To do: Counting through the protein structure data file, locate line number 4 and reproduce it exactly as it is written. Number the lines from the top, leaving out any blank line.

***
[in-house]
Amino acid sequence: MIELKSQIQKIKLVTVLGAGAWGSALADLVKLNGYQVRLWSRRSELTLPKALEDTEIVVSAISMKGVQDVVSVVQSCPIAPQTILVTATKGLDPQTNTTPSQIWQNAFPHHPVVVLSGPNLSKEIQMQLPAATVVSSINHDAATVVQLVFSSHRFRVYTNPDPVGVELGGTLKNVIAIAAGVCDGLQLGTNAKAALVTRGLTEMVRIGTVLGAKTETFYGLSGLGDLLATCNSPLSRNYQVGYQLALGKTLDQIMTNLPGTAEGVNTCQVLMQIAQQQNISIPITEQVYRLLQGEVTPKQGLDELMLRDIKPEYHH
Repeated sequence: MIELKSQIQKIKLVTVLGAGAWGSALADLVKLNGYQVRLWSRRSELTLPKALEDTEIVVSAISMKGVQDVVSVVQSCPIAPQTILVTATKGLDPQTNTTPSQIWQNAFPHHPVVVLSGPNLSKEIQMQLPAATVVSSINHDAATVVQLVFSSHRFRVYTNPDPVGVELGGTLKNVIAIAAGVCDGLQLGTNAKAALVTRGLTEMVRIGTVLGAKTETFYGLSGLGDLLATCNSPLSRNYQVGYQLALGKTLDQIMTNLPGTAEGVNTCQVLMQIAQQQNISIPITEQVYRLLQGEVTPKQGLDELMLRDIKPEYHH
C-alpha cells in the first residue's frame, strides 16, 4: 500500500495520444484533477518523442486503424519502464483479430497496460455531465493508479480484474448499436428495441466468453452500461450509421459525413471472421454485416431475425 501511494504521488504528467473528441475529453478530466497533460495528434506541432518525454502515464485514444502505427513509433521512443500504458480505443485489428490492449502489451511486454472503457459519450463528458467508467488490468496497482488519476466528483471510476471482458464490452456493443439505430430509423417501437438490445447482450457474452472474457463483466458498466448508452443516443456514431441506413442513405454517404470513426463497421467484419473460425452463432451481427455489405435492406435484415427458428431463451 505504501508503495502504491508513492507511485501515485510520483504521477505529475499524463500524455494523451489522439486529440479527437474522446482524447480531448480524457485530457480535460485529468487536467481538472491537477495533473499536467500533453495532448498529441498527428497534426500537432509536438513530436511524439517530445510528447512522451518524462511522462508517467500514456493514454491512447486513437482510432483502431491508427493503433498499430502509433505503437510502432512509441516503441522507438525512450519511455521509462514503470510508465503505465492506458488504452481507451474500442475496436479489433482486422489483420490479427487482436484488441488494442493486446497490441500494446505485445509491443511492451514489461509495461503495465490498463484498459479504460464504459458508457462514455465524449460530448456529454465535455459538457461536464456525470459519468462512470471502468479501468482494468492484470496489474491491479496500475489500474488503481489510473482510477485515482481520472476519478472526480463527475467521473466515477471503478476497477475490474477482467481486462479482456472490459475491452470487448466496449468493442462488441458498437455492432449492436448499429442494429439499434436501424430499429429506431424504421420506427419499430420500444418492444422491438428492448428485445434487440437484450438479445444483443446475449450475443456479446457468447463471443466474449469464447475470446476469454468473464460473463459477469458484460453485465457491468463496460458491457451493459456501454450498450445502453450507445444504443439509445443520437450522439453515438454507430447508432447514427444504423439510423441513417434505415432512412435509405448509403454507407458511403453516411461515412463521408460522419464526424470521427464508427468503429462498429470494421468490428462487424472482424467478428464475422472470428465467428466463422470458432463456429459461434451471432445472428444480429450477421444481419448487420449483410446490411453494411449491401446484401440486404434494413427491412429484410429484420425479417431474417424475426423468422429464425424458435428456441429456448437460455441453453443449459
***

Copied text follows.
C-alpha cells in the first residue's frame, strides 16, 4: 500500500495520444484533477518523442486503424519502464483479430497496460455531465493508479480484474448499436428495441466468453452500461450509421459525413471472421454485416431475425 501511494504521488504528467473528441475529453478530466497533460495528434506541432518525454502515464485514444502505427513509433521512443500504458480505443485489428490492449502489451511486454472503457459519450463528458467508467488490468496497482488519476466528483471510476471482458464490452456493443439505430430509423417501437438490445447482450457474452472474457463483466458498466448508452443516443456514431441506413442513405454517404470513426463497421467484419473460425452463432451481427455489405435492406435484415427458428431463451 505504501508503495502504491508513492507511485501515485510520483504521477505529475499524463500524455494523451489522439486529440479527437474522446482524447480531448480524457485530457480535460485529468487536467481538472491537477495533473499536467500533453495532448498529441498527428497534426500537432509536438513530436511524439517530445510528447512522451518524462511522462508517467500514456493514454491512447486513437482510432483502431491508427493503433498499430502509433505503437510502432512509441516503441522507438525512450519511455521509462514503470510508465503505465492506458488504452481507451474500442475496436479489433482486422489483420490479427487482436484488441488494442493486446497490441500494446505485445509491443511492451514489461509495461503495465490498463484498459479504460464504459458508457462514455465524449460530448456529454465535455459538457461536464456525470459519468462512470471502468479501468482494468492484470496489474491491479496500475489500474488503481489510473482510477485515482481520472476519478472526480463527475467521473466515477471503478476497477475490474477482467481486462479482456472490459475491452470487448466496449468493442462488441458498437455492432449492436448499429442494429439499434436501424430499429429506431424504421420506427419499430420500444418492444422491438428492448428485445434487440437484450438479445444483443446475449450475443456479446457468447463471443466474449469464447475470446476469454468473464460473463459477469458484460453485465457491468463496460458491457451493459456501454450498450445502453450507445444504443439509445443520437450522439453515438454507430447508432447514427444504423439510423441513417434505415432512412435509405448509403454507407458511403453516411461515412463521408460522419464526424470521427464508427468503429462498429470494421468490428462487424472482424467478428464475422472470428465467428466463422470458432463456429459461434451471432445472428444480429450477421444481419448487420449483410446490411453494411449491401446484401440486404434494413427491412429484410429484420425479417431474417424475426423468422429464425424458435428456441429456448437460455441453453443449459